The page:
Understanding Autism

Understanding Autism

Understanding Autism

Autism is a disorder of behavioral and communicative disruption which is often misunderstood by the public. Those with no friend or family member with autism may be confused about what it is and how it affects people.

Contrary to countless movies and TV shows, people with autism live all kinds of lives and have all sorts of personalities.

One aspect of autism spectrum disorder (ASD) that creates so much confusion is in the name itself. Autism exists on a spectrum. That means various levels of severity and forms of the disorder can affect individual patients differently. With autism someone might fully function in society while another sufferer barely leaves the house. Cognitively, some with autism may be gifted while others have learning disabilities.

I have a close friend who acted as caretaker for his autistic cousin. His cousin abstained from most social functions and requested that my friend take him only to church and back home. His autism gave him an unwillingness to do other activities. Although he stuck to his routine the church community accepted him, providing social structure.

My childhood neighbor existed on another length of the spectrum. He was generally game to do anything with us. He played bass in our band, came out to see movies, and regularly went to/hosted parties. Sometimes, though, I would address him but get no response. Other times he’d speak his mind with no filter, potentially hurting someone’s feelings. We didn’t know it at the time – but had we been privy to his disorder there would surely have been less arguments.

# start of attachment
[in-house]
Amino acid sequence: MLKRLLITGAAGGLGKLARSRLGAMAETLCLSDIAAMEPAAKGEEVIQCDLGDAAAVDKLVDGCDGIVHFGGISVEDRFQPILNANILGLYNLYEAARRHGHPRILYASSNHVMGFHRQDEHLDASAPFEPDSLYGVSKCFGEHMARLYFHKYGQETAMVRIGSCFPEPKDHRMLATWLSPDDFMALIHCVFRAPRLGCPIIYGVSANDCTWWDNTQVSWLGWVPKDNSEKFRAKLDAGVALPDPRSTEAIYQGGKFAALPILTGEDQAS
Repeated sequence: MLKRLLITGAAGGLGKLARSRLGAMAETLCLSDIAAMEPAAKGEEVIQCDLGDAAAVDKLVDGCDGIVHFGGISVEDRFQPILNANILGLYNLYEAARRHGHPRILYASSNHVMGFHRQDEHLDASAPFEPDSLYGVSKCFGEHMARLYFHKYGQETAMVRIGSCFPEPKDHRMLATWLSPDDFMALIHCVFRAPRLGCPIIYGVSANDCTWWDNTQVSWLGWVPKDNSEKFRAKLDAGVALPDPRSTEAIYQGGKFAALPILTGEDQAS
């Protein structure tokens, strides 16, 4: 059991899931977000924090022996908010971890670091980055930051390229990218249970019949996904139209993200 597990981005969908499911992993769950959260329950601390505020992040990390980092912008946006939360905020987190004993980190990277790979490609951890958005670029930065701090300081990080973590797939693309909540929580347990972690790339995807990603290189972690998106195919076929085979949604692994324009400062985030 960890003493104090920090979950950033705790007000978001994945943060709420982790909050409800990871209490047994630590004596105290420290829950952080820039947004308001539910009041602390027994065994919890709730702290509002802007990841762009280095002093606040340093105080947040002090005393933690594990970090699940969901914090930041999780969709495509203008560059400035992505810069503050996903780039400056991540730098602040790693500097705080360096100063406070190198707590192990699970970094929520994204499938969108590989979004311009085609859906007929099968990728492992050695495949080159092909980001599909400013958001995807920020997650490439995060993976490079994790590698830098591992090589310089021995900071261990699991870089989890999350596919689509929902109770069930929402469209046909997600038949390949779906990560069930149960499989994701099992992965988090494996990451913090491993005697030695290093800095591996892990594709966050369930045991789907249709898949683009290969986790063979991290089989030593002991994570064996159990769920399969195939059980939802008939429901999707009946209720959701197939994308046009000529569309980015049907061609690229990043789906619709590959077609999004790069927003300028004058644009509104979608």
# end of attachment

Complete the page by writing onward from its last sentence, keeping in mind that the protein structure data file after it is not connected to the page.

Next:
Doctors agree the cause of autism is mostly genetic but some other factors like having older parents or a low birth weight seem to have some correlation. Anyone at any age can be diagnosed with autism but usually it is recognized in early childhood. Males have higher incidence of autism than females (although females can still have the disorder). As with many psychological disorders doctors look at behavior to diagnose.

There were – up until recently – 3 subtypes of autism: autistic disorder, pervasive developmental disorder not other specified (PDD-NOS), and Asperger syndrome – but Asperger has been grouped in as a kind of general autistic disorder. They are unique to one another in certain ways but they all share developmental, communicative, and social disruptions.

Around the age of 2, parents and doctors might notice abnormal behaviors like not responding well to cuddling, inability to play make believe games, or reacting unusually to sense stimulation.

Older children or adults with autism might exhibit things like repetitive behaviors, extremely specific interests, trouble reading other’s emotions, or a strict adherence to routine. All of these symptoms may contribute to difficulty in social life.

There is no currently no cure for autism but treatments are available to ease symptoms and help sufferers to live fruitful lives. It’s important to begin treatment as early as possible. ASD diagnoses often occur in earlier stages of childhood, allowing skills to be developed at a young age which help patients to function as they mature.

While autism is a lifelong disorder, is does not have to cause lifelong suffering. Early treatment is best… but it’s really never too late to get help. We should remember that although someone is on the autism spectrum they can still lead a life of real potential and accomplishment.

Note: For assistance with behavioral health issues, contact us at 305-740-3340 or schedule an appointment with BregmanMD.

References:

Centers for Disease Control and Prevention (2018, May) What is Autism Spectrum Disorder? Retrieved on April 19, 2019 from https://www.cdc.gov/ncbddd/autism/facts.html

National Institute of Mental Health (2018, March) Autism Spectrum Disorder. Retrieved on April 20, 2019 from https://www.nimh.nih.gov/health/topics/autism-spectrum-disorders-asd/index.shtml

Wikipedia contributors. (2019, April 26). Autism spectrum. In Wikipedia, The Free Encyclopedia. Retrieved 18:00, April 27, 2019, from https://en.wikipedia.org/w/index.php?title=Autism_spectrum&oldid=894202685